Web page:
Instead of a traditional rearview camera, the QX80 goes one better with a surround-view camera system that uses several cameras to stitch together a set of exterior views for a 360-degree look at potential obstacles. The system comes with cross-traffic alerts.
A Driver Assistance package adds adaptive cruise control, back-up collision intervention, blind-spot monitors, and forward collision warning that comes with automatic emergency braking and adds pedestrian detection for 2017.
The Deluxe Technology package includes blind spot intervention, front pre-crash seatbelts, lane departure warning and prevention, and an adaptive front lighting system with auto-leveling headlights. The lane departure prevention system gently nudges the QX80 back into a lane when sensors think it is wandering off the mark. Think twice before you're sold on the idea, though—we think they create too much audible and haptic interference for skilled drivers.
We recommend that you consider your driving position, and outward visibility in general in the QX80. Rearward vision can be dicey, especially if you're a shorter driver carrying a full load of passengers.
2017 INFINITI QX80
Like a luxury SUV should be, the 2017 Infiniti QX80 is loaded with upscale and high-tech features.
Some rivals like the Cadillac Escalade or Land Rover Range Rover may come with more standard equipment, but the 2017 Infiniti QX80 has plenty of features of its own.
We rate the QX80 a 7 out of 10 for features. In our new rating system, we start at 5 and add a point for a rich feature set and a modern infotainment system. (Read more about how we rate cars.)
It is offered in three models: QX80, QX80 AWD and QX80 AWD Limited.
Standard features in the QX80 and QX80 AWD include leather upholstery, a navigation system with a hard drive for maps and music, DVD audio and satellite radio, Bluetooth with audio streaming, keyless ignition, USB connectivity for phones and audio players, a power tailgate, a sunroof, and 20-inch wheels. Also standard is a surround-view camera system with cross-traffic alerts. Buyers can opt for a three-place bench seat in place of the dual buckets for the second row, at no charge.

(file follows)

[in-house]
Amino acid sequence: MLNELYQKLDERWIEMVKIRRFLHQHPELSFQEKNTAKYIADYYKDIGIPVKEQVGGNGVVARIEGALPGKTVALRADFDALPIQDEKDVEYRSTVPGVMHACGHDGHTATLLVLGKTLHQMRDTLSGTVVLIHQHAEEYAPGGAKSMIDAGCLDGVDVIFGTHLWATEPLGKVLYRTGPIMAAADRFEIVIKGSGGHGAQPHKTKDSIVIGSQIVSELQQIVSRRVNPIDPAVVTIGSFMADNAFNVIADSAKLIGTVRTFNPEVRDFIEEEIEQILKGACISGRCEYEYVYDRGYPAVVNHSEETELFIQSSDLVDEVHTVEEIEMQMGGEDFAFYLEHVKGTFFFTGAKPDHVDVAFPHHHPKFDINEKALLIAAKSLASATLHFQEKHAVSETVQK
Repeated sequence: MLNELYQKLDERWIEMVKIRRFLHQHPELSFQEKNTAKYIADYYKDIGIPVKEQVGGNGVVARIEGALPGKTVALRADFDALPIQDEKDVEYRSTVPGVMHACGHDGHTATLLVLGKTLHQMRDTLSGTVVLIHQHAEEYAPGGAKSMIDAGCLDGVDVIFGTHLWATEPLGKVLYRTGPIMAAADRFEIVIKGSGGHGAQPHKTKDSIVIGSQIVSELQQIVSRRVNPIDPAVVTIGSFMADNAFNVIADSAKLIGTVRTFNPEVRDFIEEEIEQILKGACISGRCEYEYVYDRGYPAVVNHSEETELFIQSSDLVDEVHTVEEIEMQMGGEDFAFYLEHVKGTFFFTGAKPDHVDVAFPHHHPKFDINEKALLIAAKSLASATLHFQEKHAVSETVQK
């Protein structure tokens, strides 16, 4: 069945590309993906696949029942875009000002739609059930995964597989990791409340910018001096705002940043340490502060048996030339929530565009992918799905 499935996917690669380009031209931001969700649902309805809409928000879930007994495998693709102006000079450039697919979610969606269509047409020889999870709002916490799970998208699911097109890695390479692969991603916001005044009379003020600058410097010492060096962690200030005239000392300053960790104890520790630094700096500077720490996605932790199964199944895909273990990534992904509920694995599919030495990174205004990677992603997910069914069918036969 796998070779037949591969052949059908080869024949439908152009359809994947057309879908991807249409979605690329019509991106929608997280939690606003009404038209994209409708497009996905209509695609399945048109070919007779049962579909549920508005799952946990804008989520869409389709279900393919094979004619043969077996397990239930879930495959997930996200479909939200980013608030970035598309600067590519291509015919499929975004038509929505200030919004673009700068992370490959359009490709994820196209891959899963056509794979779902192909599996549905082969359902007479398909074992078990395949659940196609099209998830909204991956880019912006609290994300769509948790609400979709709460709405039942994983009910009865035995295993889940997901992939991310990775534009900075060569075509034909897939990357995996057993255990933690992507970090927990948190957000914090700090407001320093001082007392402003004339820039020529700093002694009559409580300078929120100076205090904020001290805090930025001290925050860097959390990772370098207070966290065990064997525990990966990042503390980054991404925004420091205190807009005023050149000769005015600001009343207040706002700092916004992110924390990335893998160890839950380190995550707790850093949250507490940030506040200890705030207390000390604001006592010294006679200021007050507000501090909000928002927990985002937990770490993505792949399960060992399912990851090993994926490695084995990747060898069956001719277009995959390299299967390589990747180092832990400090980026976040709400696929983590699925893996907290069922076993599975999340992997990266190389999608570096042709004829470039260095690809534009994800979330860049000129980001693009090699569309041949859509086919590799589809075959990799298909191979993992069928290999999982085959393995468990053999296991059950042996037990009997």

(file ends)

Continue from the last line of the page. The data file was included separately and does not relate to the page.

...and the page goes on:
A Deluxe Technology package comes with a Hydraulic Body Motion Control system; heated and cooled front seats; semi-aniline leather upholstery; second-row footwell lighting; Stratford Burl wood trim; a 15-speaker Bose surround sound audio system; lane-departure warning and active lane control; and an adaptive front lighting system with auto-leveling headlights.
A Driver Assistance package adds adaptive cruise control, forward collision warning with emergency braking, rear automatic emergency braking, and blind-spot monitors. New for 2017, the forward collision warning system adds pedestrian detection.
A Theater package includes dual 7.0-inch rear screens, two wireless headphones, a remote control, a 120-volt power outlet, auxiliary inputs for gaming systems, heated second-row seats, and remote tip-up second-row seats.
The Limited model features a Truffle Brown cabin marked by a palette of brown, black, and silver leather and wood appointments and trim. Quilted leather seats, a suede-like headliner, silver accent piping, and leather-wrapped speaker grilles for the instrument panel are among the many interior dress-ups, while the exterior features dark chrome accents, darkened headlight and taillight lenses, stainless steel running board caps, under-running board welcome lighting, and 22-inch wheels. It also gets the equipment from the Deluxe Technology package and the Theater package.
2017 INFINITI QX80
One of the drawbacks of large, truck-based SUVs is poor fuel economy, and the 2017 Infiniti QX80 fits that bill.
Buyers opting for a full-size, truck-based SUV like the Infiniti QX80 shouldn't expect even decent fuel economy. We give it a 5 based on what the EPA said for the identical model sold last year. (Read more about how we rate cars.)
The 2017 Infiniti QX80 is rated by the EPA at 14 mpg city, 20 highway, 16 combined with rear-wheel drive and 13/19/15 mpg with all-wheel drive.
Those numbers are quite low, they make more sense if you are putting butts in seats, loading the QX80 with cargo, and/or towing the family boat.
At this point, Infiniti has no plans for hybrid or diesel QX80 'utes here in the U.S.